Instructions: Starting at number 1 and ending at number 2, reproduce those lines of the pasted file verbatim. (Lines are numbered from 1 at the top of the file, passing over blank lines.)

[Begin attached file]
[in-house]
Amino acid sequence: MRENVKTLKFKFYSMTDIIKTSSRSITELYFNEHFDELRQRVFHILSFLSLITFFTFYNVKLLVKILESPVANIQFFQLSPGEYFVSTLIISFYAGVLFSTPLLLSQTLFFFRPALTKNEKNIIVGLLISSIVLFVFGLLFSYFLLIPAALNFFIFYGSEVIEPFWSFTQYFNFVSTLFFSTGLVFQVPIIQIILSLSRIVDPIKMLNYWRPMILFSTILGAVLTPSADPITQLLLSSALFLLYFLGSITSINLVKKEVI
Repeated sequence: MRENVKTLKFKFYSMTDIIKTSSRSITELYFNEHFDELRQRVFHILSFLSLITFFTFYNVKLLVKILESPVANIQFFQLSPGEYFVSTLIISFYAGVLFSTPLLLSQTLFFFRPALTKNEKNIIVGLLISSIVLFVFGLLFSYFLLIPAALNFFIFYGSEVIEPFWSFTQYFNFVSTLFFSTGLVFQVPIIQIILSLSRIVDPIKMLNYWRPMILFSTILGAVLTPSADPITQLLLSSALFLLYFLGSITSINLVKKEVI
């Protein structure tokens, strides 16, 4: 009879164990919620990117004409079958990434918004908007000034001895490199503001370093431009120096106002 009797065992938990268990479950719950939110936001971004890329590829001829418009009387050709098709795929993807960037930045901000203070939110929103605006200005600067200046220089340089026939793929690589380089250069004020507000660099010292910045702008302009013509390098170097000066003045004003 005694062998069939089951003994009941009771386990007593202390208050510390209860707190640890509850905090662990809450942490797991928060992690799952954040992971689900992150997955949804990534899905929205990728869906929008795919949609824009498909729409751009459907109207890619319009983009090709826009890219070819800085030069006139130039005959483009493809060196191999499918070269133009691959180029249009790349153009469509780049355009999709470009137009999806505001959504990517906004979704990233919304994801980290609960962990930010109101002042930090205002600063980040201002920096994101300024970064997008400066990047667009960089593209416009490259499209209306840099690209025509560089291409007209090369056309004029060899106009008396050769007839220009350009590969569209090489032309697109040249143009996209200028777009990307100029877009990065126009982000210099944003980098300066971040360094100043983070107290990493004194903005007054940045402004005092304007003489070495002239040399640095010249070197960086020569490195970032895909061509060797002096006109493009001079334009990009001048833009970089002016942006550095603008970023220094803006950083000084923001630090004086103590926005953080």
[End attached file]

[in-house]
Amino acid sequence: MRENVKTLKFKFYSMTDIIKTSSRSITELYFNEHFDELRQRVFHILSFLSLITFFTFYNVKLLVKILESPVANIQFFQLSPGEYFVSTLIISFYAGVLFSTPLLLSQTLFFFRPALTKNEKNIIVGLLISSIVLFVFGLLFSYFLLIPAALNFFIFYGSEVIEPFWSFTQYFNFVSTLFFSTGLVFQVPIIQIILSLSRIVDPIKMLNYWRPMILFSTILGAVLTPSADPITQLLLSSALFLLYFLGSITSINLVKKEVI